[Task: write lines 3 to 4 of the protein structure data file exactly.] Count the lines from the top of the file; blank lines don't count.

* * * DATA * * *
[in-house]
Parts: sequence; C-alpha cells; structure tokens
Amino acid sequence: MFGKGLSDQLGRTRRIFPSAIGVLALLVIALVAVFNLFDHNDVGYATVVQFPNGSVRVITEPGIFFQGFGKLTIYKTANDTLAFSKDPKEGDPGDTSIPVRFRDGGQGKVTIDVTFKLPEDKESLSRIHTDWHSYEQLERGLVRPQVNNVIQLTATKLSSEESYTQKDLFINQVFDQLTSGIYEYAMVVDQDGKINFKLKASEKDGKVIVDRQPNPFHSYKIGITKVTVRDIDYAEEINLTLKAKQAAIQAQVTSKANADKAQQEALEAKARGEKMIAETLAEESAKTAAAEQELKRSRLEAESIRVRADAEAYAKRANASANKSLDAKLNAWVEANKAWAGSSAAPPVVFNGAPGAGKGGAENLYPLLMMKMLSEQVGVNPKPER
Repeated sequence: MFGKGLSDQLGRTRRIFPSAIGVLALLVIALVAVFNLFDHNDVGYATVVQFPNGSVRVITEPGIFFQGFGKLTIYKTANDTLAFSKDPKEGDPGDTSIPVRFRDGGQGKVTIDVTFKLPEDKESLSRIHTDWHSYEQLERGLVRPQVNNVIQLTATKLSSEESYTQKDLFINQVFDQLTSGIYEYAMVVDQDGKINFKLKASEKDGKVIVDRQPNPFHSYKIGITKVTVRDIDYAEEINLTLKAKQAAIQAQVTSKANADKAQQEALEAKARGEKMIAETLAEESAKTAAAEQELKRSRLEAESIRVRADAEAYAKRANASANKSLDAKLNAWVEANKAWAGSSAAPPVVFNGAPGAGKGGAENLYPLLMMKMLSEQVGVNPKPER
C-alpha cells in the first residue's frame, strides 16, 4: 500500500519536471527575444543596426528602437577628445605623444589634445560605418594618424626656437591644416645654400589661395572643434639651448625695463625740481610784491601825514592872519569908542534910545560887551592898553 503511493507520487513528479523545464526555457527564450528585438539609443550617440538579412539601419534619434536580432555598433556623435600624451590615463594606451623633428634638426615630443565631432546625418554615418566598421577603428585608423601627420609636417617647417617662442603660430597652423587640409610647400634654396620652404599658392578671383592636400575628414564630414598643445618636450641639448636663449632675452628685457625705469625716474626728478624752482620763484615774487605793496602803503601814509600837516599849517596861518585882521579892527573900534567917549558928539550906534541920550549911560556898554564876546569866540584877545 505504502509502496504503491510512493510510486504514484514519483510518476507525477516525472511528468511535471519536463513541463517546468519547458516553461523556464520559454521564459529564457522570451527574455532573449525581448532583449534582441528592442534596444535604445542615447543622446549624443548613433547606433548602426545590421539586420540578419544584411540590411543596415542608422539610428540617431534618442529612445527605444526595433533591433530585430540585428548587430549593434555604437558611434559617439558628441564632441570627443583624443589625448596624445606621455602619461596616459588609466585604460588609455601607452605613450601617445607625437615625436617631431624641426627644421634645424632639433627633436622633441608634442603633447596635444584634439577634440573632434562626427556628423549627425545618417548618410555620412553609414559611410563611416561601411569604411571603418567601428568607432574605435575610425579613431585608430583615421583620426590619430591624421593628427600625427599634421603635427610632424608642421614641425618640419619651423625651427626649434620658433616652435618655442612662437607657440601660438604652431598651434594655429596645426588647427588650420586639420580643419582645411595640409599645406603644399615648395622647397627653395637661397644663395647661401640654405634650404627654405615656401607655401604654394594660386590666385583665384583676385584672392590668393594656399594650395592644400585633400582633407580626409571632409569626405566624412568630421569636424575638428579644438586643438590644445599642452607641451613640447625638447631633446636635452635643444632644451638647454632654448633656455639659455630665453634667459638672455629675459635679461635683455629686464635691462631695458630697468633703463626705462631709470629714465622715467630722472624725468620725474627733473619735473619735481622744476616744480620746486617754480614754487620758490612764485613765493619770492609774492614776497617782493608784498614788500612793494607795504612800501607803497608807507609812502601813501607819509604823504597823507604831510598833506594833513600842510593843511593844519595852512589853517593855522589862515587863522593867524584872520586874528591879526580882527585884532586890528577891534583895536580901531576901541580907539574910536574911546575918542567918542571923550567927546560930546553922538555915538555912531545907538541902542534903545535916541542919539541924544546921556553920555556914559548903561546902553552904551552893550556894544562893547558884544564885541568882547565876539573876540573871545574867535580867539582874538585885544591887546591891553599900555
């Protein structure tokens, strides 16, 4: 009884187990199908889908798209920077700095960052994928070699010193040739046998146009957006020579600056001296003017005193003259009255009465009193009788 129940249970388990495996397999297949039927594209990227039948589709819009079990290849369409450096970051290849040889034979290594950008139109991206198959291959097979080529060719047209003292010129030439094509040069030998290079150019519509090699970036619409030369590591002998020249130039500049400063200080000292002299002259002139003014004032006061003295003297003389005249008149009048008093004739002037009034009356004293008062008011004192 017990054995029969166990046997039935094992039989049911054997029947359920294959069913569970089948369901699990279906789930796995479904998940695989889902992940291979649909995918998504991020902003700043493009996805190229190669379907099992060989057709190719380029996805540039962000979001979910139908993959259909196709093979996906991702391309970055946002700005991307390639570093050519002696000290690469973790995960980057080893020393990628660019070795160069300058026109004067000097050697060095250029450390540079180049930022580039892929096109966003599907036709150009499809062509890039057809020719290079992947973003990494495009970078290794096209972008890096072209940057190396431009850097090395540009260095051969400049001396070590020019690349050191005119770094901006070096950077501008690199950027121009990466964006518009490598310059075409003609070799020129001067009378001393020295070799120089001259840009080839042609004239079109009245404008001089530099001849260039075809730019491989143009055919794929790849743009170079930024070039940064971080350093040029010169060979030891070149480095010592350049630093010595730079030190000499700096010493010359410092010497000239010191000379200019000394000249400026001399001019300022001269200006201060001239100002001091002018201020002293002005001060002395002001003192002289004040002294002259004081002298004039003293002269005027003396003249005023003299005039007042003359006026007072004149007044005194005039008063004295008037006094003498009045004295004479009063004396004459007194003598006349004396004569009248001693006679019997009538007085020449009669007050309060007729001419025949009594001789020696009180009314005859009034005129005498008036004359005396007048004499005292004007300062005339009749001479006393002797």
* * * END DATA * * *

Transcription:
Amino acid sequence: MFGKGLSDQLGRTRRIFPSAIGVLALLVIALVAVFNLFDHNDVGYATVVQFPNGSVRVITEPGIFFQGFGKLTIYKTANDTLAFSKDPKEGDPGDTSIPVRFRDGGQGKVTIDVTFKLPEDKESLSRIHTDWHSYEQLERGLVRPQVNNVIQLTATKLSSEESYTQKDLFINQVFDQLTSGIYEYAMVVDQDGKINFKLKASEKDGKVIVDRQPNPFHSYKIGITKVTVRDIDYAEEINLTLKAKQAAIQAQVTSKANADKAQQEALEAKARGEKMIAETLAEESAKTAAAEQELKRSRLEAESIRVRADAEAYAKRANASANKSLDAKLNAWVEANKAWAGSSAAPPVVFNGAPGAGKGGAENLYPLLMMKMLSEQVGVNPKPER
Repeated sequence: MFGKGLSDQLGRTRRIFPSAIGVLALLVIALVAVFNLFDHNDVGYATVVQFPNGSVRVITEPGIFFQGFGKLTIYKTANDTLAFSKDPKEGDPGDTSIPVRFRDGGQGKVTIDVTFKLPEDKESLSRIHTDWHSYEQLERGLVRPQVNNVIQLTATKLSSEESYTQKDLFINQVFDQLTSGIYEYAMVVDQDGKINFKLKASEKDGKVIVDRQPNPFHSYKIGITKVTVRDIDYAEEINLTLKAKQAAIQAQVTSKANADKAQQEALEAKARGEKMIAETLAEESAKTAAAEQELKRSRLEAESIRVRADAEAYAKRANASANKSLDAKLNAWVEANKAWAGSSAAPPVVFNGAPGAGKGGAENLYPLLMMKMLSEQVGVNPKPER